This section is from the "Henley's Twentieth Century Formulas Recipes Processes" encyclopedia, by Norman W. Henley and others.
The principal cheeses made in Switzerland are the Gruyère, the Neufchâtel, and the Schabzieger or green cheese. The latter is flavored with melitot.
Made in small balls or rolls of about 1 pound each. It derives
its peculiar flavor from the curd being allowed to become partially putrid before being pressed. In small balls or rolls of about 1 pound each.
Resembles Cheshire or Gloucester. The outside is painted with reddle or red ocher or whey.
From cream. It will not keep.
We give below the composition of some of the principal varieties of cheese:
Ched Glouces Skim dar ter
Water.......... 36.64 35.61 43.64
Casein......... 23.38 21.76 45.64
Fatty matter......... 35.44 38.16 5.76
Mineral matter......... 4.54 4.47 4.96
100.00 100.00 100.00
Water.............. 32.18 38.28
Butter.............. 37.36 30.89
Casein............. 24.31 23.93
Milk, sugar, and extractive matters... . 2.22 3.70 Mineral matter...... 3.93 3.20
Water.............. 40.00 36.10
Casein............. 31.50 29.40
Fatty matter........ 24.00 27.50
Salts............... 3.00 .90
Non-nitrogenous organic matter and
loss.............. -1.50 6.10
When a whole cheese is cut, and the consumption small, it is generally found to become unpleasantly dry, and to lose flavor before it is consumed. This is best prevented by cutting a sufficient quantity for a few days' consumption from the cheese, and keeping the remainder in a cool place, rather damp than dry, spreading a thin film of butter over the fresh surface, and covering it with a cloth or pan to keep off the dirt. This removes the objection existing in small families against purchasing a whole cheese at a time. The common practice of buying small quantities of cheese should be avoided, as not only a higher price is paid for any given quality, but there is little likelihood of obtaining exactly the same flavor twice running. Should cheese become too dry to be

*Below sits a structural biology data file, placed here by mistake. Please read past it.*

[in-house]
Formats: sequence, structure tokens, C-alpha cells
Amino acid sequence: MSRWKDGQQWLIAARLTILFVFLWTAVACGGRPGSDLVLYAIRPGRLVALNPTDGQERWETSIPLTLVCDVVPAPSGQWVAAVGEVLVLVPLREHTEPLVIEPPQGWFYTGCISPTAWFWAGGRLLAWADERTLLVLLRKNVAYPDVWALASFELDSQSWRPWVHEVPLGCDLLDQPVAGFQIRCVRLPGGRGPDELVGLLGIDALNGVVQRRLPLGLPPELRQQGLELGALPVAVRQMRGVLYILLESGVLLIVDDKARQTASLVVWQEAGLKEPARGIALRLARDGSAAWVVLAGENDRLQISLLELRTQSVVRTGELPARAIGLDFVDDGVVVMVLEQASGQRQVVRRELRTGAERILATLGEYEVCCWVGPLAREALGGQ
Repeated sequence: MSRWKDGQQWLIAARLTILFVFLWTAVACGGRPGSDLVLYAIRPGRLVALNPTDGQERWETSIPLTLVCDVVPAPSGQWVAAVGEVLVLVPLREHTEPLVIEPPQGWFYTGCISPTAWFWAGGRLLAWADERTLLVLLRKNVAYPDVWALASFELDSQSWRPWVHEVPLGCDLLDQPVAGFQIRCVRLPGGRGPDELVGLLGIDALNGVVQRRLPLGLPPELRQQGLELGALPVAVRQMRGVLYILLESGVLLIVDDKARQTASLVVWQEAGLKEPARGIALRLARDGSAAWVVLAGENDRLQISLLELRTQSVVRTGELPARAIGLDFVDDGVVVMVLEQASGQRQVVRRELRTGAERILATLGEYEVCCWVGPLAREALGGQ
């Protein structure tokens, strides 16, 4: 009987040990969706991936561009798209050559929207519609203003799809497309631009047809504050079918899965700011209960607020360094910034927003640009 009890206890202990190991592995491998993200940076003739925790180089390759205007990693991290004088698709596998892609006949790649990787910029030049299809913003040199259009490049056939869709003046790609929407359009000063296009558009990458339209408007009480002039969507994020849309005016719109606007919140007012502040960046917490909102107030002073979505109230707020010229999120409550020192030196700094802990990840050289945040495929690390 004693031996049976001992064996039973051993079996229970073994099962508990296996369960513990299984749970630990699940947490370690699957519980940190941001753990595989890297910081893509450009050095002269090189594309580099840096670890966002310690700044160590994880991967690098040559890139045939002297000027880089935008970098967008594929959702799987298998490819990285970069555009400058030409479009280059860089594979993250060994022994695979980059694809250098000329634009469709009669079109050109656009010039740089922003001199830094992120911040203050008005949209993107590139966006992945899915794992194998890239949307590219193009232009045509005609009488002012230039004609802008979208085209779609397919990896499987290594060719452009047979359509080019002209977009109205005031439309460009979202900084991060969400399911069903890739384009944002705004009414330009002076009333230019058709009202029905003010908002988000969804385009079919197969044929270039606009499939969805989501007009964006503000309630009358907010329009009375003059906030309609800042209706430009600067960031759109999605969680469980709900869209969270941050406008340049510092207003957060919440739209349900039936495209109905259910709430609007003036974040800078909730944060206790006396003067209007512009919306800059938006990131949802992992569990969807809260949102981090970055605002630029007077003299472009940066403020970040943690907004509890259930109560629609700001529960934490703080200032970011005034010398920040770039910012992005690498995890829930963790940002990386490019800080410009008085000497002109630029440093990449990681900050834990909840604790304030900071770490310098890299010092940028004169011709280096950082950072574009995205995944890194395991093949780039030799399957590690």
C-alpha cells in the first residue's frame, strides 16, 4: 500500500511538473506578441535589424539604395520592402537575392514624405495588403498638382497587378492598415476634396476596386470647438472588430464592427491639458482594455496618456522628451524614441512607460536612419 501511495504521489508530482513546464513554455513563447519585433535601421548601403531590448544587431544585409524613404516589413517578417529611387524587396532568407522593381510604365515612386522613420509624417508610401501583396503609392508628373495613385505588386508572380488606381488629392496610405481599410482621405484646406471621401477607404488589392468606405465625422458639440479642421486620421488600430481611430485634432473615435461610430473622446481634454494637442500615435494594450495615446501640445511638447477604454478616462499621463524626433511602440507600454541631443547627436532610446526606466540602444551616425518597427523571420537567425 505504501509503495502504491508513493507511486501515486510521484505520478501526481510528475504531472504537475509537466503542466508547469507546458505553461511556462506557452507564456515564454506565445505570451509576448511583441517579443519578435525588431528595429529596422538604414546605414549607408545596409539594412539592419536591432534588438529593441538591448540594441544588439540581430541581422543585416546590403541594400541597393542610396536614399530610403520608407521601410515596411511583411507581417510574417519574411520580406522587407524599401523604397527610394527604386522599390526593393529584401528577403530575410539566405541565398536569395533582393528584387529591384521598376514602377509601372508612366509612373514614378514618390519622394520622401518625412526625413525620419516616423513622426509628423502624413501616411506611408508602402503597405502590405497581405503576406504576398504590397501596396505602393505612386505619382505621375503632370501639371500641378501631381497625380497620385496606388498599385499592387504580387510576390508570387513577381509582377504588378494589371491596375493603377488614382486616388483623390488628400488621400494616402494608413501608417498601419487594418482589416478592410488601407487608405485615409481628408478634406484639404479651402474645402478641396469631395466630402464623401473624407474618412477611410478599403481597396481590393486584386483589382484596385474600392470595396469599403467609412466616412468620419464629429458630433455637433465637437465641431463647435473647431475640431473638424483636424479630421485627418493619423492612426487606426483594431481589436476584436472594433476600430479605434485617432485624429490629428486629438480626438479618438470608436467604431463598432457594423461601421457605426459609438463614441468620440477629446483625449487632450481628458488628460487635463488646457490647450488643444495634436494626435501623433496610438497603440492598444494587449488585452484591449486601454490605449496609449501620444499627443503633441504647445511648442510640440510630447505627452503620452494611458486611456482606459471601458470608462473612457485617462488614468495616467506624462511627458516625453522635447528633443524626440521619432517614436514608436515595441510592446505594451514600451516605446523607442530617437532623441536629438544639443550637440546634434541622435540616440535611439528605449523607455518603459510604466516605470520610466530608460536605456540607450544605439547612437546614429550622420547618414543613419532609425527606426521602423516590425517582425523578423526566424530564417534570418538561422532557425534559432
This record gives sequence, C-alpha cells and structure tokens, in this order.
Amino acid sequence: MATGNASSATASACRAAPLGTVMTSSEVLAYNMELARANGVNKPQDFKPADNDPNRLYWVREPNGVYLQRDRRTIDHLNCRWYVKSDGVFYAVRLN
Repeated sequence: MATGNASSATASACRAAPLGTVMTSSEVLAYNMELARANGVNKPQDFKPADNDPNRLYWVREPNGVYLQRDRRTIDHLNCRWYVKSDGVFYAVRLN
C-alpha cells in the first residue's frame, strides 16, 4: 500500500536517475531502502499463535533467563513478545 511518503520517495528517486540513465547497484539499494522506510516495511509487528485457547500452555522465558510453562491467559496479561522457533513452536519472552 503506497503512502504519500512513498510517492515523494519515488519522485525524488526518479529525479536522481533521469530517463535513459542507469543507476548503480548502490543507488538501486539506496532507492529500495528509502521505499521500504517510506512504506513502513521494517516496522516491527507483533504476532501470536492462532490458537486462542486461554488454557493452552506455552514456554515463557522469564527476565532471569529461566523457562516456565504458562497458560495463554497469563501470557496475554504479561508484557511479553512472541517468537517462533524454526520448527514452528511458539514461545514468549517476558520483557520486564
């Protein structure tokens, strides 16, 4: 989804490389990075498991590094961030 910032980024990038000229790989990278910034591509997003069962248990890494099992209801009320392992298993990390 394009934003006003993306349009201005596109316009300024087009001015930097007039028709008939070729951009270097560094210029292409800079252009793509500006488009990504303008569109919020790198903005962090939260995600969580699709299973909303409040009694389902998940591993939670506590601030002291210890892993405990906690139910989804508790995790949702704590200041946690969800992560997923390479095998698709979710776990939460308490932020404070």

agreeable, it may be used for stewing, or for making grated cheese, or Welsh rarebits.
Goats' milk cheese is made as follows: Warm 20 quarts of milk and coagulate it with rennet, either the powder or extract. Separate the curds from the whey in a colander. After a few days the dry curd may be shaped into larger or smaller cheeses, the former only salted, the latter containing salt and caraway seed. The cheeses must be turned every day, and sprinkled with salt, and any mold removed. After a few days they may be put away on shelves to ripen, and left for several weeks. Pure goat's milk cheese should be firm and solid all the way through. Twenty quarts of milk will make about 4 pounds of cheese,